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Title UPA A Century Later
Subject Newspapers; Newspaper publishing; Journalism
Creator Utah Press Association
Publisher Utah Press Association
Contributors Cornwell, J. M.
Date 1996
Type Text
Format application/pdf
Identifier PN4844.U8 U8 1996
Source Original Book: UPN A Century Later
Language eng
Rights Management Digital image copyright 2005, University of Utah. All rights reserved.
Holding Institution University of Utah
Source Physical Dimensions 14 cm x 21.5 cm
Metadata Cataloger Kelly Taylor
ARK ark:/87278/s6319w0z
Setname uu_upa
Date Created 2005-05-10
Date Modified 2005-05-10
ID 416710
Reference URL

Page Metadata

Title Page485
Description THE UTAH NEWSPAPER HALL OF FAME companies, so did not participate in the Journal's difficult financial times which led to two different ownerships and finally, an 1889 change of name to the Logan Journal. Earl rejoined the newspaper under owner R. W. Sloan, who contemporaries asserted "published the best paper Cache Valley ever had," and became its mechanical foreman. Thus when an opportunity came to lease the struggling publication, he joined its bookkeeper, Charles England, in testing their publishing talents. It was a successful test. In 1900 the partners organized Earl and England Publishing Company, with Jesse as president, and purchased the newspaper. It was an arrangement which would be undisturbed for the next three decades. England supervised editorial content and on February 11, 1897 acquired the services of an outstanding editor in Augustus Gordon. He would guide the paper's news writing for 36 years before his death on November 10, 1929. In his book, Early Utah Journalism, newspaper historian J. Cecil Alter wrote, "Mr. Gordon became one of the state's outstanding journalists." Meanwhile, Earl gradually developed one of the most complete printing plants outside Utah's metropolitan area. When far-sighted Loganites created a hydro-electric generating plant at the mouth of the canyon above their city, the Journal, in March 1896, became Utah's only newspaper with an electric-powered press. Electricity also began to melt the lead in its Linotypes a few years later, another innovative move. On January 1, 1917 the Logan Journal became a daily newspaper and maintained that frequency throughout the remainder of the Earl and England ownership. Observers praised them for their editorial insistence on good government policies and for reflecting the individual social life of both city and county. It was felt the Journal equally represented the various civic and religious groups and its files formed an accurate and interesting history of the Cache County communities which formed its circulation base. The co-owners were both active in Utah State Press Asso- 485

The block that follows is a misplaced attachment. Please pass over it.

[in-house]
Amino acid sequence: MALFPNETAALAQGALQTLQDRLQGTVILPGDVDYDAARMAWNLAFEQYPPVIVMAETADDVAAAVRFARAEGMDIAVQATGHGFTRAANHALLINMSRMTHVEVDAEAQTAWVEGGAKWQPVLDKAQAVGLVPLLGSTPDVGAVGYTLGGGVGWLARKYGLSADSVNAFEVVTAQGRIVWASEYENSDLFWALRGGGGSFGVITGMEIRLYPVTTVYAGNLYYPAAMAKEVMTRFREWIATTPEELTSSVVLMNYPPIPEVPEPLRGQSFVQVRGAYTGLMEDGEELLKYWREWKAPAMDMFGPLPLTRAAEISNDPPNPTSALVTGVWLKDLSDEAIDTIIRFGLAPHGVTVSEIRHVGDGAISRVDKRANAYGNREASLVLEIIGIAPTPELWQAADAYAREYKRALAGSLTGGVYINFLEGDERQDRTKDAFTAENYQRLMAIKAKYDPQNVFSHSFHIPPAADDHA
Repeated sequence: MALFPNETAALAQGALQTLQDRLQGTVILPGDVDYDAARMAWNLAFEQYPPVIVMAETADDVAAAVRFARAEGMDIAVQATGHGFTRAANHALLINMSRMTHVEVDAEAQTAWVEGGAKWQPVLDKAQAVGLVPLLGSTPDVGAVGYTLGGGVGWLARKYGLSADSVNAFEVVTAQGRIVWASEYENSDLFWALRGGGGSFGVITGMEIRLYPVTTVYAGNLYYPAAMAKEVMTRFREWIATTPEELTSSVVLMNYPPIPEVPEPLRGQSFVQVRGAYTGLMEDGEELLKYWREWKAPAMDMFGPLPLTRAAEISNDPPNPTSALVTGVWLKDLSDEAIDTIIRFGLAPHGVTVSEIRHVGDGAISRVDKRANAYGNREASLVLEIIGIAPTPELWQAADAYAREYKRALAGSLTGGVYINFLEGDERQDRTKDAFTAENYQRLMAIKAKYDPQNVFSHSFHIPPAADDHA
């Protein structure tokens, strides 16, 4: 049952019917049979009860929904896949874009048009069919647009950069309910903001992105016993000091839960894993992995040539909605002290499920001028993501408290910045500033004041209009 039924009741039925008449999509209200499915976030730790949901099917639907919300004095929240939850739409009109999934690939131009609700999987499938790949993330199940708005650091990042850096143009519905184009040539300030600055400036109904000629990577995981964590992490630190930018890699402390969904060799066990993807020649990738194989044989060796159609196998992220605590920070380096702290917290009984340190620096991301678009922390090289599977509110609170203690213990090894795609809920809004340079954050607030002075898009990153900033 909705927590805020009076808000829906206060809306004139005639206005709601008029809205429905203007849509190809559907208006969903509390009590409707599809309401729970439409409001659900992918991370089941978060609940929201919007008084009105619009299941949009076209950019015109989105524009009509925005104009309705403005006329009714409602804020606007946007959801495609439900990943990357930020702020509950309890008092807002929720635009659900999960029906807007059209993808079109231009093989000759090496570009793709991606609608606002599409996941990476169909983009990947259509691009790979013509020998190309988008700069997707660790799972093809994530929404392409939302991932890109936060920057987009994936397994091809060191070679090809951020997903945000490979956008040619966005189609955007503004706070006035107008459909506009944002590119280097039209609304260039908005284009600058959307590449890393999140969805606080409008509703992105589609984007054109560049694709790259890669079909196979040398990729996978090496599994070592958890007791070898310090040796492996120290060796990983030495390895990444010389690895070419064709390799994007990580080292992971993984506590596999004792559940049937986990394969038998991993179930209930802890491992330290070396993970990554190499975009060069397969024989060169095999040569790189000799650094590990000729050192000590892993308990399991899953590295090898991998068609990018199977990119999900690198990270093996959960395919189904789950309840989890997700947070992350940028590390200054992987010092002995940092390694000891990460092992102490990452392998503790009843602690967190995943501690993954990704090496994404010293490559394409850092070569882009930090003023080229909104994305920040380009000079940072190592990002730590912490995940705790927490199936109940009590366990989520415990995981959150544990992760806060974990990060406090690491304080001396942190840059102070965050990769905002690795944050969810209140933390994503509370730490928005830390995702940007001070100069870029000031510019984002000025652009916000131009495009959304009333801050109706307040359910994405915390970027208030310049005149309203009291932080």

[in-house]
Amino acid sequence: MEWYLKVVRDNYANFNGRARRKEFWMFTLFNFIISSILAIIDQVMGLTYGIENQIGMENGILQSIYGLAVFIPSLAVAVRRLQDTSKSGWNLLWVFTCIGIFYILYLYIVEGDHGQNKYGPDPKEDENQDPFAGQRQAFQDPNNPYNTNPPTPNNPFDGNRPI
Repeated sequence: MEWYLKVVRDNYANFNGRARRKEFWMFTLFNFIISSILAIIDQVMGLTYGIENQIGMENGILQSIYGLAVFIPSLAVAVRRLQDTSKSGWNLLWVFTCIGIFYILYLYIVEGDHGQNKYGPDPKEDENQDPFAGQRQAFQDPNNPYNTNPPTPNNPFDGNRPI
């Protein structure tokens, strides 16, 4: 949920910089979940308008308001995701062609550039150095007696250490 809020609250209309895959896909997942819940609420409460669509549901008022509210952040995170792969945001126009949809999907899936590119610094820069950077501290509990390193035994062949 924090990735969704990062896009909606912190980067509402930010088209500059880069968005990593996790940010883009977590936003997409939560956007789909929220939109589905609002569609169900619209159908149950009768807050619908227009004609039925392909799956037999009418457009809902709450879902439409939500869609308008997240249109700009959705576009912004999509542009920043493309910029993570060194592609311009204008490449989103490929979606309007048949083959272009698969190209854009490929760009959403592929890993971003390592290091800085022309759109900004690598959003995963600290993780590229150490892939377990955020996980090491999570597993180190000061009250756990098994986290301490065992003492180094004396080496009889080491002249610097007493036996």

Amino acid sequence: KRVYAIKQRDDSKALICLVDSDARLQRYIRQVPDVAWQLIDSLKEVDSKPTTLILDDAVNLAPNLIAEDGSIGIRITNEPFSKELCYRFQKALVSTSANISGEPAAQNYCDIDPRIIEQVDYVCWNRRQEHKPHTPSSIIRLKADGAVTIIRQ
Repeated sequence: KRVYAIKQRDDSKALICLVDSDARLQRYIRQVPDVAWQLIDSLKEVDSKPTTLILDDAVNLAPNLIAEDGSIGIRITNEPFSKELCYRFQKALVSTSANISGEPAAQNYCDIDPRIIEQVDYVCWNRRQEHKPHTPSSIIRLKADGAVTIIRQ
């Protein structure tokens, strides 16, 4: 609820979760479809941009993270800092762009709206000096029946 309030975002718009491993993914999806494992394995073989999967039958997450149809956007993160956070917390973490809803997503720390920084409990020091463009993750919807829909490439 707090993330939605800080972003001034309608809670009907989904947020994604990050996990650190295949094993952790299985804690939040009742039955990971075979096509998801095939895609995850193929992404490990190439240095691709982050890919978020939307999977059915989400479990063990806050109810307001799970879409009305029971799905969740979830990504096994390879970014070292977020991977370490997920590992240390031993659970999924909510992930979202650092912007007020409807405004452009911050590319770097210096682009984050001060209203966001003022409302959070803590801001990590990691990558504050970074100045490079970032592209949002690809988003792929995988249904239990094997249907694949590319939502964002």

Format application/pdf
Identifier 492-UPA_Page485.jpg
Source Original Book: UPA A Century Later
Setname uu_upa
Date Created 2005-05-10
Date Modified 2005-05-10
ID 416496
Reference URL